Silke Oßwald

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Research Highlights

Entry from: 04.08.2014  
Category: Research Highlights

Brightly illuminated: Novel magnetic resonance diagnostics can detect diseased cells

PNAS Cell biologists, chemists and physicists from Berlin have successfully demonstrated the functionality of targeted xenon magnetic resonance imaging. The method could be used to specifically visualise pathological changes or certain cells of the body.[more]

Entry from: 04.06.2014  
Category: Research Highlights

Turbocharger for nerve cells: operation of ADHS gene investigated

CELL REPORTS AND NEURON Individuals with attention-deficit/hyperactivity syndrome (ADHS) often have a higher frequency of mutations in the gene for GIT1 – the research group headed by Volker Haucke has now established the role played by this protein at neuronal (...)[more]

Entry from: 02.04.2014  
Category: Research Highlights

Leukodystrophy: an enigmatic inherited white matter disease associated with changes in chloride flux

NATURE COMMUNICATIONS People afflicted with leukodystrophy often experience difficulty with basic motor skills such as walking or coordinating their movements, and sometimes suffer from epileptic episodes. Efforts toward a better understanding into the genetic (...)[more]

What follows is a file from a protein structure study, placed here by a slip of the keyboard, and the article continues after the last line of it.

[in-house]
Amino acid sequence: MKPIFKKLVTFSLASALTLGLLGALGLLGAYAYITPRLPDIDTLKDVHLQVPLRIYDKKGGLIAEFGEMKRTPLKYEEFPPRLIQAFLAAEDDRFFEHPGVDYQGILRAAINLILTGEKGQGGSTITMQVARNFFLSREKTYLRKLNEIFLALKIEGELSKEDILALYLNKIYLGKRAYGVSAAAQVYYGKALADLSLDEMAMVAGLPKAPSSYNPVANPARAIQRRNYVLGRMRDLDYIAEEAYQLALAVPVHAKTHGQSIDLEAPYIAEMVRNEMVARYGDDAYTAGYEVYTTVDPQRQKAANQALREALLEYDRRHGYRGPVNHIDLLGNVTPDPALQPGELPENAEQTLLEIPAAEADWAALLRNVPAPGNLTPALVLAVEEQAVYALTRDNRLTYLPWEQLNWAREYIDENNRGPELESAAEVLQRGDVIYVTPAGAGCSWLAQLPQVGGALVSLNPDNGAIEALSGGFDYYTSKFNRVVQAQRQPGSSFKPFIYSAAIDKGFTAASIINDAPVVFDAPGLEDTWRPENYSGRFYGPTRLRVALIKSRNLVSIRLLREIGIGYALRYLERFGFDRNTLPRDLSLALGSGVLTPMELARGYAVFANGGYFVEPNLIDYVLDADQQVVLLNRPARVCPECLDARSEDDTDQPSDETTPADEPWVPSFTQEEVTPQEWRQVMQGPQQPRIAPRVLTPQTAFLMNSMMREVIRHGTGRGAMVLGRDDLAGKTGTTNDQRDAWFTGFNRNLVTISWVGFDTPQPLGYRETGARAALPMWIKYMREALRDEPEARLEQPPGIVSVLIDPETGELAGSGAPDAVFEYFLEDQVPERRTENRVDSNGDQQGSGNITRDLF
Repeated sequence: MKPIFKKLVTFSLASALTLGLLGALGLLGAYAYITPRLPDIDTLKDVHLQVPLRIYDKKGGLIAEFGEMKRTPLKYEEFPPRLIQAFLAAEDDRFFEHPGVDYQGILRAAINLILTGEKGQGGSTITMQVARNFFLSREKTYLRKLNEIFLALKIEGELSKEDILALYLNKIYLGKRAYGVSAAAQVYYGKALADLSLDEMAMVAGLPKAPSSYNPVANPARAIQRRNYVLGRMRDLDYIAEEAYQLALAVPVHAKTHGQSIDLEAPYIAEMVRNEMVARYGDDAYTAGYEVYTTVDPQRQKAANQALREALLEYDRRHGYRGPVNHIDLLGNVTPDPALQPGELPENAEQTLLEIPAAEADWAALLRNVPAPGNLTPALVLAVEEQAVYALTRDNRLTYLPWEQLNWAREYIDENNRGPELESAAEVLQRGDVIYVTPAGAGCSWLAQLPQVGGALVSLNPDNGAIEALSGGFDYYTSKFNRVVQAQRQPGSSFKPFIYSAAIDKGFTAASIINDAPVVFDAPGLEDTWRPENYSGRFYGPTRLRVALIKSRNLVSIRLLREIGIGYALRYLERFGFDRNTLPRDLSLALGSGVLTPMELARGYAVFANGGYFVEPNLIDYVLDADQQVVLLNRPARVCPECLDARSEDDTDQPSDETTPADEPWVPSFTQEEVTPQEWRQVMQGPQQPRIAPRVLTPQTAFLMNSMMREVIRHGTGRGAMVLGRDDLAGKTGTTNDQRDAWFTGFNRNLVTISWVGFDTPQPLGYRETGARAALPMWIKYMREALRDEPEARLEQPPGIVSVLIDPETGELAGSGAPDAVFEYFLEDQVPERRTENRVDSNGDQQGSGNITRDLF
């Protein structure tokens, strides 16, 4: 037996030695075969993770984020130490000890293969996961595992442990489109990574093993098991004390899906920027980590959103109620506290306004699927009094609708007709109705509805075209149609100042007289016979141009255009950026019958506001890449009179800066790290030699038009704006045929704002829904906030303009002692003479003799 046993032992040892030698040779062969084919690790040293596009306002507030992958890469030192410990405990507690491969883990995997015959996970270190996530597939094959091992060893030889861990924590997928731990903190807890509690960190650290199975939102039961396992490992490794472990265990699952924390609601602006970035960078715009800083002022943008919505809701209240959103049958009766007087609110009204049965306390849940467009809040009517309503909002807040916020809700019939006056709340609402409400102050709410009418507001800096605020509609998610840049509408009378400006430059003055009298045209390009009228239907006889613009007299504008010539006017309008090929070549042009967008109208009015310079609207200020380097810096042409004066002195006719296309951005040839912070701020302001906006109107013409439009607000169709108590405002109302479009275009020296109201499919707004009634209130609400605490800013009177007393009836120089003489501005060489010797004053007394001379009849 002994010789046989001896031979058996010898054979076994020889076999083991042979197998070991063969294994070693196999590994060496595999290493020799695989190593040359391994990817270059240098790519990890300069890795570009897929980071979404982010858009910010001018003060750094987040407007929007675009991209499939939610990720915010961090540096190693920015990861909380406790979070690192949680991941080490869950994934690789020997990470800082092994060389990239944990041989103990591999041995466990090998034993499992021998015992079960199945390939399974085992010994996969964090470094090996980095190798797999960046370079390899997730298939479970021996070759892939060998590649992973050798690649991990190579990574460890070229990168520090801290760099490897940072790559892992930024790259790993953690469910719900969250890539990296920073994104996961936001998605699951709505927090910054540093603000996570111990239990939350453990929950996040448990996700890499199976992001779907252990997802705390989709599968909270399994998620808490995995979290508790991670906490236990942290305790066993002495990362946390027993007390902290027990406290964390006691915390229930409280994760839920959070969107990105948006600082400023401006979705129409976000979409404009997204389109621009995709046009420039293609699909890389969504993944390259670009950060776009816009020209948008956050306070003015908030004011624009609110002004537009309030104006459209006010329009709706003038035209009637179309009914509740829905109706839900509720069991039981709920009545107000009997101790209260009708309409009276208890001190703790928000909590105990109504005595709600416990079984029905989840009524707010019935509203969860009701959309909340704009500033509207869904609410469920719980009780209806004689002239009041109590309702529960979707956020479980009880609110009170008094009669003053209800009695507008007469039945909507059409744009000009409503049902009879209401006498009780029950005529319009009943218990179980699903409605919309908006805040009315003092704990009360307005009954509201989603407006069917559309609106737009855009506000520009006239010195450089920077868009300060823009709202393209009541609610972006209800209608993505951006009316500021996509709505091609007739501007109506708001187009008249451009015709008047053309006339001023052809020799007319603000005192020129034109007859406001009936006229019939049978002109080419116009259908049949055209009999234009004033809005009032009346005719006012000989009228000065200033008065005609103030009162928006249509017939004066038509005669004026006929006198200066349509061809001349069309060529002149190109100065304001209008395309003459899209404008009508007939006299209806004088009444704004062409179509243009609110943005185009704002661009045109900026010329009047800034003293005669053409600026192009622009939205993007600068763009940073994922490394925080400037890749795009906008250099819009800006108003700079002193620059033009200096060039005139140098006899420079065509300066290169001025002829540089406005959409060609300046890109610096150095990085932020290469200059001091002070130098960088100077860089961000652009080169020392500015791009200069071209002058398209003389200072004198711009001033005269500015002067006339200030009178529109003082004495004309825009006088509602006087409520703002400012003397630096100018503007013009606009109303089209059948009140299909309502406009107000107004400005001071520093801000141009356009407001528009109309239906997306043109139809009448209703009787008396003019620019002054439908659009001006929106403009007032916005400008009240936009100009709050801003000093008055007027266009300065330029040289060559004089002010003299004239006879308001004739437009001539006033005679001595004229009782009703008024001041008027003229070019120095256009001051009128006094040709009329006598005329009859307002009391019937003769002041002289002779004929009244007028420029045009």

Entry from: 14.01.2014  
Category: Research Highlights

Magnetic resonance tomography of the future: diagnostic imaging using xenon

ANGEWANDTE CHEMIE INT. ED. Berlin researchers have made a further breakthrough in their development of a new kind of methodology for diagnostic imaging. With the help of xenon biosensors, even tiny pathogenic details could become visible in the future – cancer (...)[more]

Entry from: 22.10.2013  
Category: Research Highlights

Finless fish – fatal faults in cellular transport

CURRENT BIOLOGY Research on vesicle transport in cells was awarded this year's Nobel Prize – Berlin researchers now show that this transport mechanism also controls activation of genes. Vesicles thus play a significant role during embryonic development and also (...)[more]

Entry from: 05.07.2013  
Category: Research Highlights

Like an invisible conductor

NATURE Researchers from Berlin show how a simple biochemical reaction controls the production of transport particles in cells – a fundamental process for cell growth and communication between cells. [more]

Entry from: 08.11.2012  
Category: Research Highlights

How bacteria attack their host cells with sticky lollipops

Tübingen and Berlin scientists investigate pathogens by help of solid-state nuclear magnetic resonance spectroscopy – Publications in Nature Methods and Nature Scientific Reports[more]


Leibniz-Forschungsinstitut für Molekulare Pharmakologie im Forschungsverbund Berlin e.V. (FMP)
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